The 10 Worst Starting Running Backs From the 2016 NFL Season

Based on numberFire's Rushing Success Rate metric, these are last season's worst-performing starting running backs.

It can be tricky to pin down exactly what a “starting” running back is in the NFL these days with committee backfields so prominent, so this list was limited to running backs with at least 150 rush attempts on the season. Sure, a player like (spoiler alert) Devontae Booker only became a starter due to injury, but the carry count is really all we have to work with as a jumping off point.

In addition, the running back position is by nature difficult to measure in terms of what a good or bad performance is. A player’s performance relies on any number of variables on any given play -- offensive line play, scheme and opposing defensive strategy are just a few. And when it comes to efficiency metrics like yards per carry, one big run can really throw off the needle.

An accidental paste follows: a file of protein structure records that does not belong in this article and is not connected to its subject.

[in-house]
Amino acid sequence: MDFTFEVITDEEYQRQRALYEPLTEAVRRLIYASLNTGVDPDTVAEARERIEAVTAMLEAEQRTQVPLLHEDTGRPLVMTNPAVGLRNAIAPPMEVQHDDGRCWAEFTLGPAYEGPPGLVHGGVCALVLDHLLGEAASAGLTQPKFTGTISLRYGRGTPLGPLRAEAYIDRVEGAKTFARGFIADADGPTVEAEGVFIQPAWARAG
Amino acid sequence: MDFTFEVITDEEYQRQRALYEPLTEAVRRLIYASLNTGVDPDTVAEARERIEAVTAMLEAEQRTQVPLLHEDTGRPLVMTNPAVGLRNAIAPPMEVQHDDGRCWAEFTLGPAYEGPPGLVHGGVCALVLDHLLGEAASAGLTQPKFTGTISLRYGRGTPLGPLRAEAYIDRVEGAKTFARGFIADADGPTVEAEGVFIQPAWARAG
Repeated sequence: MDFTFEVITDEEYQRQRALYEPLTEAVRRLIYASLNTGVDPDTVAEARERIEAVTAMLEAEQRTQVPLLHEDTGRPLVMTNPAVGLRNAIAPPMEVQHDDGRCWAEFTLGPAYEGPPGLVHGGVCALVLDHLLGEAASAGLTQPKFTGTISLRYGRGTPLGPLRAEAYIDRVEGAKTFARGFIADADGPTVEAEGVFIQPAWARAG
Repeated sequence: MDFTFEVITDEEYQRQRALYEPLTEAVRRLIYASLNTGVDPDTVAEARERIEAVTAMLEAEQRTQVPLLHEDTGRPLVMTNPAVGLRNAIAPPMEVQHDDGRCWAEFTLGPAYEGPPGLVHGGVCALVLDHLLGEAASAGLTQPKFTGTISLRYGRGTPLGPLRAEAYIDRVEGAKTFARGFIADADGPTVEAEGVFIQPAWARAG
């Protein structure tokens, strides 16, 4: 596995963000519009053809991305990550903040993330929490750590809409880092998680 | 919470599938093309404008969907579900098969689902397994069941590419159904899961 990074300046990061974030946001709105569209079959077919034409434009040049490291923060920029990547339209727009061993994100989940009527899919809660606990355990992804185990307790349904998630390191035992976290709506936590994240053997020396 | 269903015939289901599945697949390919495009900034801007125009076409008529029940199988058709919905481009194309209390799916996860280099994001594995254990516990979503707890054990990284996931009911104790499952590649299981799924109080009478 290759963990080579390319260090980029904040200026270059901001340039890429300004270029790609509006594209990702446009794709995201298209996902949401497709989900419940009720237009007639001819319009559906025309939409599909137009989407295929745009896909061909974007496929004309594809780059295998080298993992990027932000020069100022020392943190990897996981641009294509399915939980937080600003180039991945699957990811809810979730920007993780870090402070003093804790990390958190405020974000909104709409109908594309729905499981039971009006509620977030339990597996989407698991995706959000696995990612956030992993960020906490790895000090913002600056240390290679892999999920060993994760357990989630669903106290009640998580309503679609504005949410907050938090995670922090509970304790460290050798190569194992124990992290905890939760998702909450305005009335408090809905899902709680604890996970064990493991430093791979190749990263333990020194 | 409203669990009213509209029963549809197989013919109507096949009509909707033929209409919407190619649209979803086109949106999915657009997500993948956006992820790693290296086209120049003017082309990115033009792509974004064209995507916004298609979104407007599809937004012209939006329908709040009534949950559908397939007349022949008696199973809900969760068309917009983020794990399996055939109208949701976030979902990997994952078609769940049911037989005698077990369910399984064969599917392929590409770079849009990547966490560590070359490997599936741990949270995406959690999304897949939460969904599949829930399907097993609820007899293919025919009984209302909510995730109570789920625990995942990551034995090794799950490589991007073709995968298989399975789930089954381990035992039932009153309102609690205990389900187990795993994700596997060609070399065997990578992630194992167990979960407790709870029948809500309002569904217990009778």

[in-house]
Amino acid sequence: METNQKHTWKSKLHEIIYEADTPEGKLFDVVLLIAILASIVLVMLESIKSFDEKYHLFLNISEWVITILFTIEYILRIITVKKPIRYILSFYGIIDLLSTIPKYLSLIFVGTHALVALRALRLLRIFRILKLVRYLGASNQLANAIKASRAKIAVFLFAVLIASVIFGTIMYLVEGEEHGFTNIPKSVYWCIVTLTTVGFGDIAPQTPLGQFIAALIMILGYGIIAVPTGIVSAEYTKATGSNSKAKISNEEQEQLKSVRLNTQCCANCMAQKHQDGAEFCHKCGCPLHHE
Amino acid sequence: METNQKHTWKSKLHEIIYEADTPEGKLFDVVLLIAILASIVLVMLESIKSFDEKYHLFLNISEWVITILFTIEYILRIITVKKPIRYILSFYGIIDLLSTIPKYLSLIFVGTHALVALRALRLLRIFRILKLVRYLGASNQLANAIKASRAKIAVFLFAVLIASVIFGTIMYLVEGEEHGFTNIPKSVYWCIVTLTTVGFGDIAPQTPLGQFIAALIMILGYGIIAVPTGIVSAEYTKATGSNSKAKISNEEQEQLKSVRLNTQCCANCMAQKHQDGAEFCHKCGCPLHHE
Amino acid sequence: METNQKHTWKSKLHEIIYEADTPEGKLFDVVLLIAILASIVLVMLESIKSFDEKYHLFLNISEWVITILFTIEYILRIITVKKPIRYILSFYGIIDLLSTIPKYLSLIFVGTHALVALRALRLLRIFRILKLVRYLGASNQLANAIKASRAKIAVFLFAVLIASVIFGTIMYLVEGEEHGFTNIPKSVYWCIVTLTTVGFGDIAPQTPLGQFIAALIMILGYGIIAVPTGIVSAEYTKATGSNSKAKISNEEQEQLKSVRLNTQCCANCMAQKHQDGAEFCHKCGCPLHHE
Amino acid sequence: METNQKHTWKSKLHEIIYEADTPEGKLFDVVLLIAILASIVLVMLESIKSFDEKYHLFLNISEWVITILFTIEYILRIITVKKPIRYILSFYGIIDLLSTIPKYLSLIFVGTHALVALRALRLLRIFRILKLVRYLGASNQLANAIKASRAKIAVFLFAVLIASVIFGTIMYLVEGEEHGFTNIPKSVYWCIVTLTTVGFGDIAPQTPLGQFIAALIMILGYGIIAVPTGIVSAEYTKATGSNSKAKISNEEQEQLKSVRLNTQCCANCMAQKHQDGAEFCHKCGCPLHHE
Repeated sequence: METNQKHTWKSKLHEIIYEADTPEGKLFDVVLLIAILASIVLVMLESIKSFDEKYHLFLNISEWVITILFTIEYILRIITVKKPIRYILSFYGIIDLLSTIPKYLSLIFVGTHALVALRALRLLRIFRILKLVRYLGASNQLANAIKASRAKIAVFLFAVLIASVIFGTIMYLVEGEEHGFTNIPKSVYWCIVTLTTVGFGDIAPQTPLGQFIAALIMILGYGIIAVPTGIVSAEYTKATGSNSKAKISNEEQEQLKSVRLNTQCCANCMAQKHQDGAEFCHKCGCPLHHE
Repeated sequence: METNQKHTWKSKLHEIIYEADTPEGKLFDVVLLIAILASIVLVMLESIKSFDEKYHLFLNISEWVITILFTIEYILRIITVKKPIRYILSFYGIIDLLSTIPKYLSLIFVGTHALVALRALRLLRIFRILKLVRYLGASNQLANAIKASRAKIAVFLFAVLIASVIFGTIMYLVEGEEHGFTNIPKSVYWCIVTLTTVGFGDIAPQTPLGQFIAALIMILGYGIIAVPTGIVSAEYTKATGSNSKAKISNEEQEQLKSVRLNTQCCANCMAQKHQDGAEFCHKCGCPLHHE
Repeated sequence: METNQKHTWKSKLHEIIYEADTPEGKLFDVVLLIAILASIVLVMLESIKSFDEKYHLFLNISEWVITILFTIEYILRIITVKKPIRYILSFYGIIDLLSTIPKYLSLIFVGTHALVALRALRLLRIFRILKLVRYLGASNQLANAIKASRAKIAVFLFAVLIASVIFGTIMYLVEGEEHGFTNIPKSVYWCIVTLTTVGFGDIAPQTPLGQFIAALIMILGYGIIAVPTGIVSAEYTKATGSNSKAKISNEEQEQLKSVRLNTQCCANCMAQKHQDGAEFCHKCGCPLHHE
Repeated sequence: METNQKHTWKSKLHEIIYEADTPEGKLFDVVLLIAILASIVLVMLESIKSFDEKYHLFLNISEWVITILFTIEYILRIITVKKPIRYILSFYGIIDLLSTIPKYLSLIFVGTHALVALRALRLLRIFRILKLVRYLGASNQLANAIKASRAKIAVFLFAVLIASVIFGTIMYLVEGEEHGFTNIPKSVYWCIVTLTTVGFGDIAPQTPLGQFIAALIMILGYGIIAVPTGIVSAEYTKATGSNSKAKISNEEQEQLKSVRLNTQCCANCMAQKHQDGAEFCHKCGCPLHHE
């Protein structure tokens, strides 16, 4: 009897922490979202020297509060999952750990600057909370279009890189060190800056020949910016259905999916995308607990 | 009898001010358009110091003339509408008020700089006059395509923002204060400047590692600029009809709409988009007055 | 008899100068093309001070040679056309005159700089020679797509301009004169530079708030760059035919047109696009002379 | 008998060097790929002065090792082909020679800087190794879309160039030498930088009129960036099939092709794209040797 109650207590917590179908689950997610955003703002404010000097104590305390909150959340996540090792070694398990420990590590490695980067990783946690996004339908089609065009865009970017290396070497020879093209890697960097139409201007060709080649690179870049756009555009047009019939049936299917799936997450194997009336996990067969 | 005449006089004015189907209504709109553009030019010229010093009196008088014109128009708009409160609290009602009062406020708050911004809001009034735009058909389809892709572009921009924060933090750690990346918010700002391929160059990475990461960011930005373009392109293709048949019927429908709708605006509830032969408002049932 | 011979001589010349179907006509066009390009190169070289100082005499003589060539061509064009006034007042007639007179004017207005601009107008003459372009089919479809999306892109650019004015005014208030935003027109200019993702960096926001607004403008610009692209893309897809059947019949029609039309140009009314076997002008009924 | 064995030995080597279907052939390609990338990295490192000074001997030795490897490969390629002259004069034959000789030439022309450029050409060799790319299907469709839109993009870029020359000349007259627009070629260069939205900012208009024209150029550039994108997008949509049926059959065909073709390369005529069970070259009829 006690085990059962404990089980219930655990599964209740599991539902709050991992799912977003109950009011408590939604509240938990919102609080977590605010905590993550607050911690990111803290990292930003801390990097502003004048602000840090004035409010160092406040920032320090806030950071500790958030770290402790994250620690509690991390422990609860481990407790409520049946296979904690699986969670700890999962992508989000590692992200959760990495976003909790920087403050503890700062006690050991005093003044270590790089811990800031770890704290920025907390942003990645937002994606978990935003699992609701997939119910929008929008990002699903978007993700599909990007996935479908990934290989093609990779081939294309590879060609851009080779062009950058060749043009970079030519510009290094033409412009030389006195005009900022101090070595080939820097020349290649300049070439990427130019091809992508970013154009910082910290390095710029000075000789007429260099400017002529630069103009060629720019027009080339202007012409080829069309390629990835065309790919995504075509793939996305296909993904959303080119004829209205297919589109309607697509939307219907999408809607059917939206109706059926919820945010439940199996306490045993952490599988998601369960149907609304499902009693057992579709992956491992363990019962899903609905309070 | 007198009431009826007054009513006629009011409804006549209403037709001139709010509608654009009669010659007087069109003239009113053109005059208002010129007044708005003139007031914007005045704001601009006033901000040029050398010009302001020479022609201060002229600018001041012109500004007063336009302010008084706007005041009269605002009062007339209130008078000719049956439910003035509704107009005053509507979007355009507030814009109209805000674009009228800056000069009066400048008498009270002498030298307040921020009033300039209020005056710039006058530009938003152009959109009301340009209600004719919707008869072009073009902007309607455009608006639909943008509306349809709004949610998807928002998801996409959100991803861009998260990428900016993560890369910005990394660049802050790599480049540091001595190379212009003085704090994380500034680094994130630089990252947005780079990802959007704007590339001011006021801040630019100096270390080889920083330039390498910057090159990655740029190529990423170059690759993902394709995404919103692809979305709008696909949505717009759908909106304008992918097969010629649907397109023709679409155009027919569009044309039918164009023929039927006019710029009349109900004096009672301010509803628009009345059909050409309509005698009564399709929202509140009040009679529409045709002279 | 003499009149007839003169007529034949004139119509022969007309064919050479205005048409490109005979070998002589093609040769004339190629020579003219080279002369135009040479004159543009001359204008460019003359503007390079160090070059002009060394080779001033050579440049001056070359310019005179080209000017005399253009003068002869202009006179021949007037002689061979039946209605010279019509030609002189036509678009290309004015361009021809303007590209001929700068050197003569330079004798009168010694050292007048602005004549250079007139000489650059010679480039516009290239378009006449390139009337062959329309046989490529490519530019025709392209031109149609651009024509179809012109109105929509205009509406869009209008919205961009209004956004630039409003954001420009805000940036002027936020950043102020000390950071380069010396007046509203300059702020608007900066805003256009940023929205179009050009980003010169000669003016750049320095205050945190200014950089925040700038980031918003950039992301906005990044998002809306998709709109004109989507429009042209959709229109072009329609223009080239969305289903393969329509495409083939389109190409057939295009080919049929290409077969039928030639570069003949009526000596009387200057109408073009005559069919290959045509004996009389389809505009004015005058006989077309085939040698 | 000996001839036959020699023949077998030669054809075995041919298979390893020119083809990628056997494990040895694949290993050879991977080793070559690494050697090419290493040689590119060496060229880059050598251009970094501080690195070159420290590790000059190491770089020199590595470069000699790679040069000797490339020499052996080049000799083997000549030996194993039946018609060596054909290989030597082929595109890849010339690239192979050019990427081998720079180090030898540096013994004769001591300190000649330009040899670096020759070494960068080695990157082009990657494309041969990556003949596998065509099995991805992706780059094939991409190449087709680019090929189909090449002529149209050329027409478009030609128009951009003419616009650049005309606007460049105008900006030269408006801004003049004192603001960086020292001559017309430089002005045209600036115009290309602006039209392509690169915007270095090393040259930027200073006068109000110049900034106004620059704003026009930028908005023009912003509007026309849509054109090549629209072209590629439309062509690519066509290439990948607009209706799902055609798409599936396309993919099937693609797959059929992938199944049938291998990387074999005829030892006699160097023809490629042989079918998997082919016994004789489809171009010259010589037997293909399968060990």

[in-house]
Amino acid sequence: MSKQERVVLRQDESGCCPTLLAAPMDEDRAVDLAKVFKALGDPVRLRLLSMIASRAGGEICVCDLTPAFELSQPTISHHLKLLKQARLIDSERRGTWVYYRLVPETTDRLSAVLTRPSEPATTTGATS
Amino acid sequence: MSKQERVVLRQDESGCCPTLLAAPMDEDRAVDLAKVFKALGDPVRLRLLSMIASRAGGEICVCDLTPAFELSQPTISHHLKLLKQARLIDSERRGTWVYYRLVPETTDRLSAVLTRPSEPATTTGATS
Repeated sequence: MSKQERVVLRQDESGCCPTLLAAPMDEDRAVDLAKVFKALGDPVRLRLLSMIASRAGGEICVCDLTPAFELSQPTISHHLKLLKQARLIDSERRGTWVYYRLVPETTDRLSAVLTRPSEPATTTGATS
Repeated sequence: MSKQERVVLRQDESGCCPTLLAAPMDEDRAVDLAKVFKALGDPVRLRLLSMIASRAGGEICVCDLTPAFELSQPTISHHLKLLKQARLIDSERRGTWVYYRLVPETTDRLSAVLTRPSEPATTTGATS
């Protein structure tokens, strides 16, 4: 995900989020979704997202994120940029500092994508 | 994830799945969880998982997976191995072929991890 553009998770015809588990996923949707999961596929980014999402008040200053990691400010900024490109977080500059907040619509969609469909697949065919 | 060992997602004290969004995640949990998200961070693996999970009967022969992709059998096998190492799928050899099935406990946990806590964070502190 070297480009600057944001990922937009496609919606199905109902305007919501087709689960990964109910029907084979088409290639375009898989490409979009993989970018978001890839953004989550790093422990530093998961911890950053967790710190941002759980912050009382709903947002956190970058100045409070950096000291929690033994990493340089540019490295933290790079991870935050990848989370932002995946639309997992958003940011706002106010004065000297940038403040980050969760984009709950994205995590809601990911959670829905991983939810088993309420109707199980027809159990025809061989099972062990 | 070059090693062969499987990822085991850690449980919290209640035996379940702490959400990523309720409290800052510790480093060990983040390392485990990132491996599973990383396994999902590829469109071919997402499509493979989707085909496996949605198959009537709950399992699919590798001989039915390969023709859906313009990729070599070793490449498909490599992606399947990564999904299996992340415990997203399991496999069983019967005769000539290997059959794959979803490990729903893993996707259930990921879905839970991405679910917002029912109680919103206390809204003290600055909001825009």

That’s why we'll use numberFire’s Rushing Success Rate metric to determine who were the worst starting running backs in the NFL in 2016.

Success Rate is the percentage of total carries that resulted in a positive gain in Net Expected Points (NEP). NEP is the metric we use to measure the efficiency of both teams and players. There's a big difference between a two-yard rush on 3rd and 1 and that same two-yard rush on 3rd and 3, and NEP helps quantify those differences by showing the expected points added on each carry. You can find out more about NEP in our glossary.

Let’s get into it.